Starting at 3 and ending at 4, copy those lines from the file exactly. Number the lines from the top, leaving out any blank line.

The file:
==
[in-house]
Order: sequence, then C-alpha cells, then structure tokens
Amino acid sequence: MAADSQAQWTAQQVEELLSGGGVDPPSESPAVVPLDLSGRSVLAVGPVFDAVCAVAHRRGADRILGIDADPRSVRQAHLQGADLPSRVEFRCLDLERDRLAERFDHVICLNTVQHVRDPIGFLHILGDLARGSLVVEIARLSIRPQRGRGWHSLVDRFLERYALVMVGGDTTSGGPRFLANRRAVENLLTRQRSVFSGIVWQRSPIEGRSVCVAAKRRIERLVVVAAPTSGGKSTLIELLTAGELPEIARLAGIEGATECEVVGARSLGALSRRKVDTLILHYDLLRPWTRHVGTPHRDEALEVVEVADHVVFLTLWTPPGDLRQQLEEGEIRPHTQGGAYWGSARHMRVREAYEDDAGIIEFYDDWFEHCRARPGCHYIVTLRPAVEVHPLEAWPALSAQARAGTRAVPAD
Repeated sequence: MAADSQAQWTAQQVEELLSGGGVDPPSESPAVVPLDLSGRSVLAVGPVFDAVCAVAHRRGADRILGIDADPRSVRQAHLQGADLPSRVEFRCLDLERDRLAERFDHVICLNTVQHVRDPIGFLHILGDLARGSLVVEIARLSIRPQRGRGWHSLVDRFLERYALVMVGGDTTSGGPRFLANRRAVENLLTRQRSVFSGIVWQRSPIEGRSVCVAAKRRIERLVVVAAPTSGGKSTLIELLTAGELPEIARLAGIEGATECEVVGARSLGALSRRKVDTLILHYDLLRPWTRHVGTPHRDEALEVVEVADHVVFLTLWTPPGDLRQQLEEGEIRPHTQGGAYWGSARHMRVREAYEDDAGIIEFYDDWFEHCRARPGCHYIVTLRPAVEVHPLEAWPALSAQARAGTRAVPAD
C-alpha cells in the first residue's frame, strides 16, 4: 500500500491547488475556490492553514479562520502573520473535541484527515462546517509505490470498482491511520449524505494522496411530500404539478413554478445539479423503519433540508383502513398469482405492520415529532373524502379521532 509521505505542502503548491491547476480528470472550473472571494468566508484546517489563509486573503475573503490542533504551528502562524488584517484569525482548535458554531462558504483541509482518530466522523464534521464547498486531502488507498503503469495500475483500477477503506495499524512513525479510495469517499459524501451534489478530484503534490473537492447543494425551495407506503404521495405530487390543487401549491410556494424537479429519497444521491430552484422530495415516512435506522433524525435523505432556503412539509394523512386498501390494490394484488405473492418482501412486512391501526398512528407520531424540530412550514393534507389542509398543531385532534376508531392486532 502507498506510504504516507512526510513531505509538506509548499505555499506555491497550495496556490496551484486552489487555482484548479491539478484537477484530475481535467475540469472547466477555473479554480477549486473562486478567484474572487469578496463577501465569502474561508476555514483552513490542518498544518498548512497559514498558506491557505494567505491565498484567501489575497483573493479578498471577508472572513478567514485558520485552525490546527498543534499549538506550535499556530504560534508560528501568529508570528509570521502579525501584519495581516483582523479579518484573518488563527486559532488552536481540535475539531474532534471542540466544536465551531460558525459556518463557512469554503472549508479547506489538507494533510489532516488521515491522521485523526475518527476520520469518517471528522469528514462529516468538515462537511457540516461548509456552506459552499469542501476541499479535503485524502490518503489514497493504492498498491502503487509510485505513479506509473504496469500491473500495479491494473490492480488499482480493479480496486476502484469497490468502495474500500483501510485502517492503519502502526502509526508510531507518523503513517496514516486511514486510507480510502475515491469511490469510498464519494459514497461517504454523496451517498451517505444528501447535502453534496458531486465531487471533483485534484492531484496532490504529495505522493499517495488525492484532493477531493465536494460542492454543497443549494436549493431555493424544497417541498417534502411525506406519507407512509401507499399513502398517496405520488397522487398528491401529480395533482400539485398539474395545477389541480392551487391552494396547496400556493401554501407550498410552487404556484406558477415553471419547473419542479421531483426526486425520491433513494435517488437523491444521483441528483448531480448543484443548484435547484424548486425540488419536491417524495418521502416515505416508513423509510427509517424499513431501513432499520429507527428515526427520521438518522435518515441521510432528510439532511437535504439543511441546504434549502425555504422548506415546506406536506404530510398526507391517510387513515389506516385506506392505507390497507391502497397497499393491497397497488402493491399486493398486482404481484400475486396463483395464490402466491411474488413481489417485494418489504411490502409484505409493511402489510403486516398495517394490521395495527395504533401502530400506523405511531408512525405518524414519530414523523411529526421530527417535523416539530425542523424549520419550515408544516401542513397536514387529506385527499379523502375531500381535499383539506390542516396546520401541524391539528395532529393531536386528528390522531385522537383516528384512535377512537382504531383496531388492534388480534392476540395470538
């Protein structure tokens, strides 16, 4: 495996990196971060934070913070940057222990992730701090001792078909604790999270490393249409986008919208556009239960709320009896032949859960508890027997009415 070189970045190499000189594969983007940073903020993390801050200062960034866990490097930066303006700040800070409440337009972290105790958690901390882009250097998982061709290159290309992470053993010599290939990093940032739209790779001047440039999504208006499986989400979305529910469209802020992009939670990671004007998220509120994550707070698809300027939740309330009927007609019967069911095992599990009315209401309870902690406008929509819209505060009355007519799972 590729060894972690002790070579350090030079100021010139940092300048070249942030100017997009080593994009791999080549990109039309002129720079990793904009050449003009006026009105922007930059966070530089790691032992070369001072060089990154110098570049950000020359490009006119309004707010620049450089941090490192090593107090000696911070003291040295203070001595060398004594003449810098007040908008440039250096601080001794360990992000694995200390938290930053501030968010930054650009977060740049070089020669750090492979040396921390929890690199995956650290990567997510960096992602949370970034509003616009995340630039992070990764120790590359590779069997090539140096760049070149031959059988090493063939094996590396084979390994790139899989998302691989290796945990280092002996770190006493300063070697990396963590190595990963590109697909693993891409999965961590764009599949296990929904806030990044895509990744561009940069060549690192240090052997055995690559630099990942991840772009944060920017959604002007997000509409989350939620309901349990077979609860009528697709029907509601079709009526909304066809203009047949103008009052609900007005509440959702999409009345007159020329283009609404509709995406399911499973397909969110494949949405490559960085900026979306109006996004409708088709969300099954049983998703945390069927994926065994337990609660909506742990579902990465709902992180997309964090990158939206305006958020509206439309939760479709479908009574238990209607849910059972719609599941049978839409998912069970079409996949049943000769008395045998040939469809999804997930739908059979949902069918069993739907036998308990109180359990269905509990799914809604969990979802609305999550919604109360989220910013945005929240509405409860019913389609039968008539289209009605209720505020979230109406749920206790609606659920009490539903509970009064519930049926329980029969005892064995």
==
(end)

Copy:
Amino acid sequence: MAADSQAQWTAQQVEELLSGGGVDPPSESPAVVPLDLSGRSVLAVGPVFDAVCAVAHRRGADRILGIDADPRSVRQAHLQGADLPSRVEFRCLDLERDRLAERFDHVICLNTVQHVRDPIGFLHILGDLARGSLVVEIARLSIRPQRGRGWHSLVDRFLERYALVMVGGDTTSGGPRFLANRRAVENLLTRQRSVFSGIVWQRSPIEGRSVCVAAKRRIERLVVVAAPTSGGKSTLIELLTAGELPEIARLAGIEGATECEVVGARSLGALSRRKVDTLILHYDLLRPWTRHVGTPHRDEALEVVEVADHVVFLTLWTPPGDLRQQLEEGEIRPHTQGGAYWGSARHMRVREAYEDDAGIIEFYDDWFEHCRARPGCHYIVTLRPAVEVHPLEAWPALSAQARAGTRAVPAD
Repeated sequence: MAADSQAQWTAQQVEELLSGGGVDPPSESPAVVPLDLSGRSVLAVGPVFDAVCAVAHRRGADRILGIDADPRSVRQAHLQGADLPSRVEFRCLDLERDRLAERFDHVICLNTVQHVRDPIGFLHILGDLARGSLVVEIARLSIRPQRGRGWHSLVDRFLERYALVMVGGDTTSGGPRFLANRRAVENLLTRQRSVFSGIVWQRSPIEGRSVCVAAKRRIERLVVVAAPTSGGKSTLIELLTAGELPEIARLAGIEGATECEVVGARSLGALSRRKVDTLILHYDLLRPWTRHVGTPHRDEALEVVEVADHVVFLTLWTPPGDLRQQLEEGEIRPHTQGGAYWGSARHMRVREAYEDDAGIIEFYDDWFEHCRARPGCHYIVTLRPAVEVHPLEAWPALSAQARAGTRAVPAD